A leading theatre lawyer has said it is unlikely that contracts requiring offstage workers to repay furlough contributions are against the law.
However, she warned that questions may be raised around whether employees were given a legitimate choice in the matter.
Yvonne Gallagher, who is a partner at entertainment law firm Harbottle and Lewis, said questions could be raised if employees are asked to repay national insurance contributions made when the furlough scheme changes in August.
The Stage reported earlier this week that offstage workers had been asked to sign contracts requiring them to repay employer furlough contributions from their wages.
Furloughed workers currently receive 80% of their wages, up to £2,500, through the government’s Coronavirus Job Retention Scheme.
The scheme is being phased out from August, with employers initially being required to pay national insurance and pension contributions. From September they will be asked to contribute 10% of wages for furloughed employees, rising to 20% from October.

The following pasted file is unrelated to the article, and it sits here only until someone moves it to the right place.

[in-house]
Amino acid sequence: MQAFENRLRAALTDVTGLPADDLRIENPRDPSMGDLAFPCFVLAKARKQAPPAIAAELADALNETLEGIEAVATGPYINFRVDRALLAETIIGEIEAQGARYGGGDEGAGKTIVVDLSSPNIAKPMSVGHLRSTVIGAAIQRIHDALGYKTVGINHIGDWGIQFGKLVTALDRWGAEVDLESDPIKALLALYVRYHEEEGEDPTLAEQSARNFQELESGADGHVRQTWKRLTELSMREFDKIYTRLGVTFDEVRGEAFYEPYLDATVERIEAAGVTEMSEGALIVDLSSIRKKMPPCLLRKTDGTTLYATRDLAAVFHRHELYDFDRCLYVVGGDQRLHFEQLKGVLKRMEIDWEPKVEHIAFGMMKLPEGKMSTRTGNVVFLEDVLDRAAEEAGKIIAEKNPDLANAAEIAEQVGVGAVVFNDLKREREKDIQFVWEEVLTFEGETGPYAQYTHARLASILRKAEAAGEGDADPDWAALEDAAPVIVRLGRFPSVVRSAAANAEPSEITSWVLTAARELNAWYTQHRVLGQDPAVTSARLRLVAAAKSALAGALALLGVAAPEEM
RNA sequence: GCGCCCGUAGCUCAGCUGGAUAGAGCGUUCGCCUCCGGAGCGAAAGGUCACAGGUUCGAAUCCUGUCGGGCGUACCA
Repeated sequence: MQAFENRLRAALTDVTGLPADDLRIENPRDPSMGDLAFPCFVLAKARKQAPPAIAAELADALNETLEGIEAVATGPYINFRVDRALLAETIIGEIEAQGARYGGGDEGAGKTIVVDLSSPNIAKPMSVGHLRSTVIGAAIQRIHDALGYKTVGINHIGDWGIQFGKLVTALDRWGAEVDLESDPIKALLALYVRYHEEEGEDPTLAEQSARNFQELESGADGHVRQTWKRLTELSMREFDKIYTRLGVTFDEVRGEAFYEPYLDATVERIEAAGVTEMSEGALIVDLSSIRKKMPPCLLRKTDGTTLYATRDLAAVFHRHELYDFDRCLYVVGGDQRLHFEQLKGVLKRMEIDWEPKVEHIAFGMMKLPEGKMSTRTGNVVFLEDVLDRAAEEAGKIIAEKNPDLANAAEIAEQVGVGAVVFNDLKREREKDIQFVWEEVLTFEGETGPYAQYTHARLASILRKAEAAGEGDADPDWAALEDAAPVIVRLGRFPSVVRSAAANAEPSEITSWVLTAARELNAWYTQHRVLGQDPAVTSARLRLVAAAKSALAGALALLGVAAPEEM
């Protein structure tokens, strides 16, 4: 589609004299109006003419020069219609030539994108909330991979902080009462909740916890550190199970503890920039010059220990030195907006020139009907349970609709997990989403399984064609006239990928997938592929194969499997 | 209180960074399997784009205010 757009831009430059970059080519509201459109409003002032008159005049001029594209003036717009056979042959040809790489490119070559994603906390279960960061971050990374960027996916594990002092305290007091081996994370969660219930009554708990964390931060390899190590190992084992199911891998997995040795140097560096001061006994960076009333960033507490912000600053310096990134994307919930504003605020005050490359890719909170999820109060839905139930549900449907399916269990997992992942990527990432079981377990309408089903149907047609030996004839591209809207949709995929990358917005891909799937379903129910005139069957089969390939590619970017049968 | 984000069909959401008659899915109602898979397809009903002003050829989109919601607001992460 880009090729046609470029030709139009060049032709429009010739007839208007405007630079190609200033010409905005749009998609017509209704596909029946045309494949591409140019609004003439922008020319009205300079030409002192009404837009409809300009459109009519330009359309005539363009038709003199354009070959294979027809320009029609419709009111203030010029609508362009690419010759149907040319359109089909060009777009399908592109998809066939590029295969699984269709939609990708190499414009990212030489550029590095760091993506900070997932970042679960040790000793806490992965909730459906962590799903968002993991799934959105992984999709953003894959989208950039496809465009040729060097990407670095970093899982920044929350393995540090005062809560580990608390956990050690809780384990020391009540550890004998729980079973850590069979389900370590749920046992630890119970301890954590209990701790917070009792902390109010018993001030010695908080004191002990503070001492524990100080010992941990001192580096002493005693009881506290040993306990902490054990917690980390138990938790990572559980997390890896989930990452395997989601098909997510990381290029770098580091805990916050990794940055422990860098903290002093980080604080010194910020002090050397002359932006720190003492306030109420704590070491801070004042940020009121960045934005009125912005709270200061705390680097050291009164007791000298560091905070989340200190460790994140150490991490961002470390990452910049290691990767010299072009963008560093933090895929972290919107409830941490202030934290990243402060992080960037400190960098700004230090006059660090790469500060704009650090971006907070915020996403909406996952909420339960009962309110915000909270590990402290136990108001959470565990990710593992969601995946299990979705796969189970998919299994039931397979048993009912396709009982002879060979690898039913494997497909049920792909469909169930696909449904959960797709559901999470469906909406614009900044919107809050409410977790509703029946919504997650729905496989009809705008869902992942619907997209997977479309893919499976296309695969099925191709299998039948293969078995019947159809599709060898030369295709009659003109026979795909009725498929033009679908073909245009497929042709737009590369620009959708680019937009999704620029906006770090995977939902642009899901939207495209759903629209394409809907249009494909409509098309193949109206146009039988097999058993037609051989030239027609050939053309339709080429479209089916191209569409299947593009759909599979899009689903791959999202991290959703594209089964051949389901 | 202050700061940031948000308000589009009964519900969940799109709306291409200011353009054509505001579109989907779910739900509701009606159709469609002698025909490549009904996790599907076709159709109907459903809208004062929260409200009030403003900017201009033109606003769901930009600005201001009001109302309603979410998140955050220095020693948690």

Gallagher told The Stage: "The furlough rules, quite understandably, are not drawn up as legislation, they’re drawn up as guidance, without the level of detail that goes with legislation.
"There’s been a lot of filling in the gaps as things go on, and things that looked clear on March 23 [when the scheme was first announced] changed in the next month or two as people started to question the details."
Gallagher said legal questions may arise if workers are asked to pay back the employer national insurance contributions from their wages.
"The arguments will be around passing on national insurance costs," she said.
"Once we get to September and October, when the employer is required to bear part of the furlough payment, it’s very difficult to see any argument where it’s not lawful. The argument will be around whether a genuine agreement was reached."
She added: "If your choice is: ‘If you don’t agree to this, there won’t be a job for you’ - some people may say they were coerced into that agreement."
According to Gallagher, the situation is a result of the same furlough rules being applied to all industries, when some – including theatre – are yet to fully reopen.
"From the employer side, it is a cold, hard reality [that they] can’t afford to fund wages because they don’t have any income, and it’s about finding a balance that keeps the individual being paid, hoping they will remain employed come a better day. It’s a real balancing act," Gallagher added.